Introduction, Specifications, and Pricing
In all the time we have tinkered with computers, we cannot honestly say we recall ever using a product from PNY. There is a fleeting memory of some DDR2, but the more we think about it, it seems we were admiring someone else's kit, as the XLR8 logo back then was scripted on the heat spreaders, and for some reason struck us.
However, PNY makes a ton of products we have seen many others buy throughout the years, but as far as any personal anecdotes as to use of their gear, we are coming up empty. It is a rare occurrence when we are looking at a company and what they have sent, with unbiased eyes!
Digging deep into our filing cabinet of memories, we seem to recall that PNY, in the early days, offered RAM with bare PCBs, and if they were covered with a heat spreader, they were relatively tame. This concept carried on through DDR1 and DDR2, even with their top-tier offerings, but when they released the Anarchy series, they delivered DDR3 with more attractive heat spreaders. Splashes of color, a sticker inset into a shape that looks a lot like bird wings extended outward. Again, this carried over to DDR4, where the Anarchy series continued, but now PNY has delivered the most aggressive looking XLR8 RAM we have ever seen!
With the rest of the manufacturers out there moving to 32GB of density in two sticks as basic kits now, and PNY followed suit. We plan to put this PNY XLR8 kit through the wringer and see how it stacks up! For those, like us, who have somehow not had the chance to try PNY gear, stick around and see what we find. No matter the outcome, we can all gain some perspective on what PNY and the XLR8 line of DDR4 are all about!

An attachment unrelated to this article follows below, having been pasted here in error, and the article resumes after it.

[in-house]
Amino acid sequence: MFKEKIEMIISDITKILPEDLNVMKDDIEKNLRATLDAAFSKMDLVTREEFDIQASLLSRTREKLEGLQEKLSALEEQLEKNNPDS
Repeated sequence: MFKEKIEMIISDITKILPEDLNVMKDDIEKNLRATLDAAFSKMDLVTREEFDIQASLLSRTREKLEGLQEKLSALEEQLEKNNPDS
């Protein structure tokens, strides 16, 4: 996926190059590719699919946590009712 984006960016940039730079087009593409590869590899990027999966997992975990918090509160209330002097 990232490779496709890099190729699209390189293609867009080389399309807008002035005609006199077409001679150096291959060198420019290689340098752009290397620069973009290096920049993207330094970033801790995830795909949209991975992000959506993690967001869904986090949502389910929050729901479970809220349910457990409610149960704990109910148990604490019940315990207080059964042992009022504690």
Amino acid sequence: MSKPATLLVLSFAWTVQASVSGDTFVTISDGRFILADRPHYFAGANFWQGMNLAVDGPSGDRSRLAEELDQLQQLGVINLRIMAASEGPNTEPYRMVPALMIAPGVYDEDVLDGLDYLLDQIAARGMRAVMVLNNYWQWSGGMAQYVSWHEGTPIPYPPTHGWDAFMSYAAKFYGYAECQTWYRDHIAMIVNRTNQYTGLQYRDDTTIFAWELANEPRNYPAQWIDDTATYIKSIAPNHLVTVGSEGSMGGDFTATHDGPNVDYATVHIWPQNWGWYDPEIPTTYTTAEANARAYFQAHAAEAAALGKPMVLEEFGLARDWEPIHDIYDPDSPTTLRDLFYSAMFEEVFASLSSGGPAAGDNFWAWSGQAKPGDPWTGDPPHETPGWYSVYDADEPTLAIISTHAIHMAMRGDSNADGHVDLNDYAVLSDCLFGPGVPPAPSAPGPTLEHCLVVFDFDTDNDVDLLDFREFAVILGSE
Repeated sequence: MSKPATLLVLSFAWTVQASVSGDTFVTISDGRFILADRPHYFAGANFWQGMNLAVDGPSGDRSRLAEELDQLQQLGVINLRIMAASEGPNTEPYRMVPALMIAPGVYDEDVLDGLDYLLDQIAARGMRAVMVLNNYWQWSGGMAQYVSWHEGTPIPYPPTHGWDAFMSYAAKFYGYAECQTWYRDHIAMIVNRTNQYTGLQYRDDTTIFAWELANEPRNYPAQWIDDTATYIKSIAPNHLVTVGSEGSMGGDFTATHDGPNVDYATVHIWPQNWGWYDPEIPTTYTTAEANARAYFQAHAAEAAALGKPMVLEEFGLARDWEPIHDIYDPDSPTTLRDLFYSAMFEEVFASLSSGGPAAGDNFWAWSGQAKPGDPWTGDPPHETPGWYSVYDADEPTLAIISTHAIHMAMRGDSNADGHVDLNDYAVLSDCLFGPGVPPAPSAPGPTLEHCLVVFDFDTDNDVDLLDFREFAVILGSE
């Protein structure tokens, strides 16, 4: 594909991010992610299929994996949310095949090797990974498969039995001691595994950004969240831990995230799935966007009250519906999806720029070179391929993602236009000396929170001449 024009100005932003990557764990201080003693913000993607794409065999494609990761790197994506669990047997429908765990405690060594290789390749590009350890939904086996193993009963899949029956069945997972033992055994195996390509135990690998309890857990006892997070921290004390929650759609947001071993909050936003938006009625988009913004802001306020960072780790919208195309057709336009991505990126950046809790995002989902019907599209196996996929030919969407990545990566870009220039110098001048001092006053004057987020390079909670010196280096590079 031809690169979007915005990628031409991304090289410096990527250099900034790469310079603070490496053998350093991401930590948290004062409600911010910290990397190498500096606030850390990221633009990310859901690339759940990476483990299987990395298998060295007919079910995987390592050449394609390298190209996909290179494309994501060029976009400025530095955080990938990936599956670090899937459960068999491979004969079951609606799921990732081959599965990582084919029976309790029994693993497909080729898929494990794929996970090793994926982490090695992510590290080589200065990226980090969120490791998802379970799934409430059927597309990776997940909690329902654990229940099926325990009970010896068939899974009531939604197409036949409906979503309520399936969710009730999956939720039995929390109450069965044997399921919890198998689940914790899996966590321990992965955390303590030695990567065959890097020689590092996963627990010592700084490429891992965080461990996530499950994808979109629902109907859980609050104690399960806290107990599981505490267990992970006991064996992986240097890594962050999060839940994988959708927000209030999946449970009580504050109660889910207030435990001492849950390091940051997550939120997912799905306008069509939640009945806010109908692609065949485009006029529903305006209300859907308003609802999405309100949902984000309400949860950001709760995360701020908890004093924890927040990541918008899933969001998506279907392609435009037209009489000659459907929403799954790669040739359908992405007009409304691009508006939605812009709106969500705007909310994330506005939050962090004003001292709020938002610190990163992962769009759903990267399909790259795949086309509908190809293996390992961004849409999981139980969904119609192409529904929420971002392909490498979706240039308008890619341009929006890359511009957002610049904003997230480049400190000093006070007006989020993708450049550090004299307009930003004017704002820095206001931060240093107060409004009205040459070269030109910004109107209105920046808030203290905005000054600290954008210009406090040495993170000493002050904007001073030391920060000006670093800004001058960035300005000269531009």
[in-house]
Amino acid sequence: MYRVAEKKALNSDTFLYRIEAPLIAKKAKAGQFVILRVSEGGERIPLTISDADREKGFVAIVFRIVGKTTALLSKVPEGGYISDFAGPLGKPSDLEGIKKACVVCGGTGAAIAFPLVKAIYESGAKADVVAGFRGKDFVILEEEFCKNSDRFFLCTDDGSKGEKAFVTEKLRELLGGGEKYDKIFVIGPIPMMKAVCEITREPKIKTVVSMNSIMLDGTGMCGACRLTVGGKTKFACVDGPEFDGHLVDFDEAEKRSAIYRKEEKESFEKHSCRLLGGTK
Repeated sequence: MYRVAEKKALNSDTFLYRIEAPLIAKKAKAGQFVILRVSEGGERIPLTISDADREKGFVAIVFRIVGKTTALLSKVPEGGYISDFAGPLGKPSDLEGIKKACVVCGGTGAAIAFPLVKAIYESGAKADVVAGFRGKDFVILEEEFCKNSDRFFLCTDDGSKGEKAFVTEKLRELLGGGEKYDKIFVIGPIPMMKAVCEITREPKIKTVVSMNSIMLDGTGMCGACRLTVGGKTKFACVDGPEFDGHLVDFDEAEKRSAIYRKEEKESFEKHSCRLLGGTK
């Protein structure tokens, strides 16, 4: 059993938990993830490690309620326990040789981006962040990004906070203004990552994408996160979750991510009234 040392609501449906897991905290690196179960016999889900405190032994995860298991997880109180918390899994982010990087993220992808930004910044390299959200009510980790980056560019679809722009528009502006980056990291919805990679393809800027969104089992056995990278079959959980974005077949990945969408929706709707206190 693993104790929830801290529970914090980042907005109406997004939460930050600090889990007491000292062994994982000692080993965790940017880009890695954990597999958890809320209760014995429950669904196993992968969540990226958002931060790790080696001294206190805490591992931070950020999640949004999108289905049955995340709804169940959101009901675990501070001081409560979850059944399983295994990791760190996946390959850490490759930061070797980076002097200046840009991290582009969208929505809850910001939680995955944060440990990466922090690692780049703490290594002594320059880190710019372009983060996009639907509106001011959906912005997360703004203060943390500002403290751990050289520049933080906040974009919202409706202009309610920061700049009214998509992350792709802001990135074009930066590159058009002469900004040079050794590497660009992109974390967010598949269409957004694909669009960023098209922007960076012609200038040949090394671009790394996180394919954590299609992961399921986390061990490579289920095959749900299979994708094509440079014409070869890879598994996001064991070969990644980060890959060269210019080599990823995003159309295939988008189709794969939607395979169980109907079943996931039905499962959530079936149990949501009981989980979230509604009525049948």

In the chart we found on the PNY product page, we see what PNY has to say about the kit we have in hand. Widely known as PNY XLR8, our kit is the MD32GK2D4320016XR model, to be exact. It is a two-stick kit of DDR4, each stick housing 16GB worth of ICs on the PCB for this dual-channel kit. Speed tops out at 3200MHz via the XMP 2.0 profile, utilizing 16-18-18-36 2T timings, requiring 1.35V to do so. The list of speed compatibility shows us nothing more than all of the dividers that can be used from 2133MHz to 3200MHz.
The last thing on the chart indicates that you need Windows 10 or older operating systems, so essentially, anything running a Windows OS should be excellent, although we are not sure how an OS plays into the RAM functionality. What is not shown in the chart is that the warranty for the XLR8 memory is a lifetime warranty.
Looking at the PNY consumer memory tab, we find that you can get the XLR8 in 16GB or 32GB kits, like the one we have, but you also can buy a 2666MHz kit of these. However, they come with only two 8GB sticks in those kits.
Pricing is fair compared to everything else we see online in a 32GB, 3200MHz kit of DDR4. At the bottom of the barrel, pricing starts at $114.99 in this market, and with the $129.99 of the PNY XLR8 that we have, its only $15 over the baseline. Comparatively, we see kits like the Vengeance LPX, TridentZ, and T-Force offerings at this price point. We do know what to expect from those lines of DDR4, so at least we have an idea of what to expect for the money.
Also, with much or our testing lately, we have seen many more 32GB kits that have performed admirably, so PNY has a bit of a hill to climb to compete toe to toe.